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Three Oregon Coast History Oddities: 'Secret' Base, Bombing, Pixie Kitchen

Published 08/30/20 at 6:41 PM PDT
By Oregon Coast Beach Connection staff

Three Oregon Coast History Oddities: 'Secret' Base, Bombing, Pixie Kitchen

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(Oregon Coast) – History likes to present its puzzles, and sometimes answers questions with more questions. This is definitely the case with some parts of Oregon coast history, where new stuff continues to come light, especially with three particular subjects that are a bit tucked away. Case in point: a futuristic military base in Tillamook County, two famous restaurants that are related and a WWII bombing here.

Bombing Near Brookings. While the north Oregon coast is fairly well-known for one wartime interaction with the enemy (a Japanese sub fired on Fort Stevens), the southern Oregon coast holds one striking secret. Brookings is the only place on the mainland U.S. that was bombed by a plane during World War II, a daring air raid conducted by a plane with folded wings that was launched from a submarine.

The date was September 9, 1942, and in the pilot seat was Nobuo Fujita (above). The submarine crew numbered 100. From that sub, a catapult fired his plane off into the air, where he first pinpointed Cape Blanco to lead the way. From there, he dropped two massive incendiary bombs a ways NE of town with the hopes of starting a worrisome set of forest fires. Instead, it created two small forest fires that were dealt with quickly.

All this was part of a plan to create more forest fire havoc in the states, trying to get the U.S. would leave the Pacific theater to worry about its own western coastline. That never panned out.

Instead, in a strange but touching twist, Fujita wound up becoming an honorary citizen of Brookings. In 1962, he was invited to the small town – even though some objected. He paid three more visits over the decades, dying in the late ‘90s. Though he expressed deep shame over his bombings, he became friends with Brookings’ inhabitants, and his 400-year-old sword sits on display at the local library.

Mount Hebo’s “Secret Base.” Not that it’s intentionally a secret, but it was rather unknown there was a major air force radar station at the top of Mt. Hebo for a couple of decades. The soaring north Oregon coast wonder was once the site of a sprawling, James Bond-esque set of domes and imposing-looking buildings. A product of the Cold War, it was called Mt. Hebo Air Force Station, employing about 4,000 people in Tillamook County and scanning the skies for enemy bombers – and then later missiles.

Mt. Hebo Air Force Station operated from the ‘50s through the late ‘70s, finally completely closing in 1980. It utilized dome coverings for its radar equipment because of fears that weather and winds might take out the sensitive gear. Even so, heavy winds blew off the main radome three times, including the Columbus Day Storm of 1962.

These days, nature has reclaimed all of this and there’s virtually nothing left – save for a few random chunks of mysterious concrete.

Mt. Hebo Air Force Station was out in the open and employees were a firm part of the community back then, so it was no secret. Media covered it or profiled its personnel periodically. Its existence was simply lost to time, but by the ‘90s conspiracy theorists on the net touted something they had just heard about as somehow being newly discovered state secrets.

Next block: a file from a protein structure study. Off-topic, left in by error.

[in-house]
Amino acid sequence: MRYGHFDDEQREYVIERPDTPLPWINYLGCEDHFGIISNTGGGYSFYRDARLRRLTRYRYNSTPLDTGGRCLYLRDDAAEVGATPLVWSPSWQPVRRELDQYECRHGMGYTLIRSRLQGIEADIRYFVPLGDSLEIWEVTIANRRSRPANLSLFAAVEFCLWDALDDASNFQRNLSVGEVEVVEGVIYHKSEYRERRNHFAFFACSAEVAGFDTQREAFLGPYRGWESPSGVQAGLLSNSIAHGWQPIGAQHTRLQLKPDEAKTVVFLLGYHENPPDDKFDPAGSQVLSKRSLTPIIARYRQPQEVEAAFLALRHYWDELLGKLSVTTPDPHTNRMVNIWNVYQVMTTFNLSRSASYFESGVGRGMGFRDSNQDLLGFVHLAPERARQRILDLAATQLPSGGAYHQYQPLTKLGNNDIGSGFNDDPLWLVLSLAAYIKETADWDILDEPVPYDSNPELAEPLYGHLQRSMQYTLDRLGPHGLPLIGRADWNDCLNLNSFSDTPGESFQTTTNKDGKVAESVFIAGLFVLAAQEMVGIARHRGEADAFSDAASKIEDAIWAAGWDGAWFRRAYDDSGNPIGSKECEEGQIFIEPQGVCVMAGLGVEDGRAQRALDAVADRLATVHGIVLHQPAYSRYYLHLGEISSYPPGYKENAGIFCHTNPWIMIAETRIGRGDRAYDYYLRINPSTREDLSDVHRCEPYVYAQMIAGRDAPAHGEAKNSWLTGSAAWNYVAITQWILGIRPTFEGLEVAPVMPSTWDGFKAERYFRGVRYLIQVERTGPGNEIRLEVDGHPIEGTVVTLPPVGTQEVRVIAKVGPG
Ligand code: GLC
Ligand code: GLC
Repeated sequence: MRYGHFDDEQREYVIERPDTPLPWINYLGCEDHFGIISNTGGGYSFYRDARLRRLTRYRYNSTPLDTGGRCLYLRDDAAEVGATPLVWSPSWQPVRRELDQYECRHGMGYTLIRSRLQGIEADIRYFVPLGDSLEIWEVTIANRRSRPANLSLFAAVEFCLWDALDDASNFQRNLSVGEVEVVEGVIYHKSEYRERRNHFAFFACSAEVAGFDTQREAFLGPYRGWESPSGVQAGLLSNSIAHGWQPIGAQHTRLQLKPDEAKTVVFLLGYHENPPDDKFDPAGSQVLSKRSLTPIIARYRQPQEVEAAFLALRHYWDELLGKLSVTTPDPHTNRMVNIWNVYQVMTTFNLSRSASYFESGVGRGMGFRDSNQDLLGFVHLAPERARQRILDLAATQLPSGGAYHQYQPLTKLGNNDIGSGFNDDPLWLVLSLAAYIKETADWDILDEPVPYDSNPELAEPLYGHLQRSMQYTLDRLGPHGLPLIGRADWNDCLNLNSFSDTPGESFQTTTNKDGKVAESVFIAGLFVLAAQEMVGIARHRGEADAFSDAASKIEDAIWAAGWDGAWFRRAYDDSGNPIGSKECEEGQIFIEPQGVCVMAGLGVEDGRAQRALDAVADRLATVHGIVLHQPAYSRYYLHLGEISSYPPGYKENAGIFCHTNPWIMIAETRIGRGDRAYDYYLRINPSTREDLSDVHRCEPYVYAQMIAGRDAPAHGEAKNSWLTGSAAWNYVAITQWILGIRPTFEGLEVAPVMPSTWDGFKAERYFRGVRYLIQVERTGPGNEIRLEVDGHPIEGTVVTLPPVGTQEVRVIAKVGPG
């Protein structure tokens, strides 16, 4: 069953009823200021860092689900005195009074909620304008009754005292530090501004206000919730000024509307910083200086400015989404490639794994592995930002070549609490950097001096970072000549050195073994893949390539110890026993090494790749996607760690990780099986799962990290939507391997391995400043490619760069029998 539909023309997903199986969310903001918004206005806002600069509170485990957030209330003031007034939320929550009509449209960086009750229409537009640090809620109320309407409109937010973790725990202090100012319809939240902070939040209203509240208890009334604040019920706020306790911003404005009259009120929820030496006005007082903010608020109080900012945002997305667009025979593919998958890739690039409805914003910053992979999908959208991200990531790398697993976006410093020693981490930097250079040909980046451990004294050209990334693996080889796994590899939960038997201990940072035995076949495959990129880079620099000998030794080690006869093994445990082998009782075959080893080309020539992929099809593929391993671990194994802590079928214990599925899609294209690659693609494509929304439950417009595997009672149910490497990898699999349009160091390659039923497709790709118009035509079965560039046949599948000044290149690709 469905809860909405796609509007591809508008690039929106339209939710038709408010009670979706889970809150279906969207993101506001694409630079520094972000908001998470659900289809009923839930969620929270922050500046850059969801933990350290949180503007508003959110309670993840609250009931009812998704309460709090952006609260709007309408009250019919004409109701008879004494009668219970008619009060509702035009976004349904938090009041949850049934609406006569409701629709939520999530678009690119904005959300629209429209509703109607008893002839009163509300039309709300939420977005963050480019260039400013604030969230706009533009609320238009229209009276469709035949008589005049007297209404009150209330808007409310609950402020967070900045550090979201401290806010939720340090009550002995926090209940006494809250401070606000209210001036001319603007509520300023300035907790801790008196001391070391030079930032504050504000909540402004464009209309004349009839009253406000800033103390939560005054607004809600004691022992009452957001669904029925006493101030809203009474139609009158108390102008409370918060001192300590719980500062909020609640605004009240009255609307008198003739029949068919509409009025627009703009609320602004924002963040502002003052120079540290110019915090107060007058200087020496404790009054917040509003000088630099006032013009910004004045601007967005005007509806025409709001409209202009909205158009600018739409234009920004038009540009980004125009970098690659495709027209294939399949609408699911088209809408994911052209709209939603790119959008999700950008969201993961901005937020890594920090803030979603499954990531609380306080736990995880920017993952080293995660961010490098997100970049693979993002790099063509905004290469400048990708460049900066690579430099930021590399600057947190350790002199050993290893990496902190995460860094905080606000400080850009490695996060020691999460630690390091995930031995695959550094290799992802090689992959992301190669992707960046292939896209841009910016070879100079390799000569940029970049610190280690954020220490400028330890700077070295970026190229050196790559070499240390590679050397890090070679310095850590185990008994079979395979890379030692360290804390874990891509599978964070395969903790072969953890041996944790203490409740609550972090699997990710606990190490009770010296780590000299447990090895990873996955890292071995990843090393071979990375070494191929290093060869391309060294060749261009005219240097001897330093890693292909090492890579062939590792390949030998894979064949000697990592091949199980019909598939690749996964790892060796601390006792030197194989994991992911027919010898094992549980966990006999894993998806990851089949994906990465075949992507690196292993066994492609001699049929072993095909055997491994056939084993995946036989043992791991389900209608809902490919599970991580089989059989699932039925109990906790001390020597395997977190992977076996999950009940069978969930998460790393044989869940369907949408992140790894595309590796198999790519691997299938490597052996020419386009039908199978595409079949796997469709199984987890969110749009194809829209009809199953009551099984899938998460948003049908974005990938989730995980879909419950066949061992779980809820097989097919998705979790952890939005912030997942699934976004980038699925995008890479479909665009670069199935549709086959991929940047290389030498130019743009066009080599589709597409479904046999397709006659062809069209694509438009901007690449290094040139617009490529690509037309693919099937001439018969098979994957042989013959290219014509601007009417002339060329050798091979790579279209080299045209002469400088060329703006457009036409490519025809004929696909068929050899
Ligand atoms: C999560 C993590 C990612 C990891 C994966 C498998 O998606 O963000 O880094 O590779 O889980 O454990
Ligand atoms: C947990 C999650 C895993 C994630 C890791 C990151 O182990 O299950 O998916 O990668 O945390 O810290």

Pixie Kitchen’s Famous N. Oregon Coast Connection. The whimsical Pixie Kitchen in Lincoln City held court over Oregon’s culinary scene from the ‘50s through the early ‘80s, and along with its zanier Pixie Land has become one of the prominent legends of the state. What isn’t well known is that it got its start up north, with a place that became uber famous on its own: the Crab Broiler. (See the Cannon Beach History Museum's piece on this)

The Crab Broiler was sort of Oregon’s stopover for the Rat Pack: the food was so good and the scene so hip it brought up celebrities from L.A. from the ‘50s through the early ‘70s. But that was different owners.

It seems the Crab Broiler was a tavern before a restaurant, and it is documented that in 1946 or just prior it was bought up by Jerry Parks and another business partner. There, Parks developed a fish ‘n chips menu that would later become the basis for Pixie Kitchen. In February of ‘46 the restaurant burned down and was razed, with Parks rebuilding.

Somewhere in here is where it gets nebulous: at some point shortly after the fire, Parks and his partner sold the business to Bill Daggatt. It’s not known exactly when, and while the Cannon Beach History Museum has plenty about Daggatt documented, they have no record of Parks as owner (though it’s documented other places, including interviews with his daughter Sharon). Parks and his family moved out of state awhile. They returned to the central coast in the early ‘50s to start up Pixie Kitchen.

Parks retained the rights to his own menu, making that arrangement with Daggatt. It’s likely Daggatt changed that menu anyway, with his Crab Broiler going on to make the scene with celebrities and becoming nationally known, and Parks’ Pixie Kitchen becoming one of the nation’s top earning restaurants in the late ‘60s.

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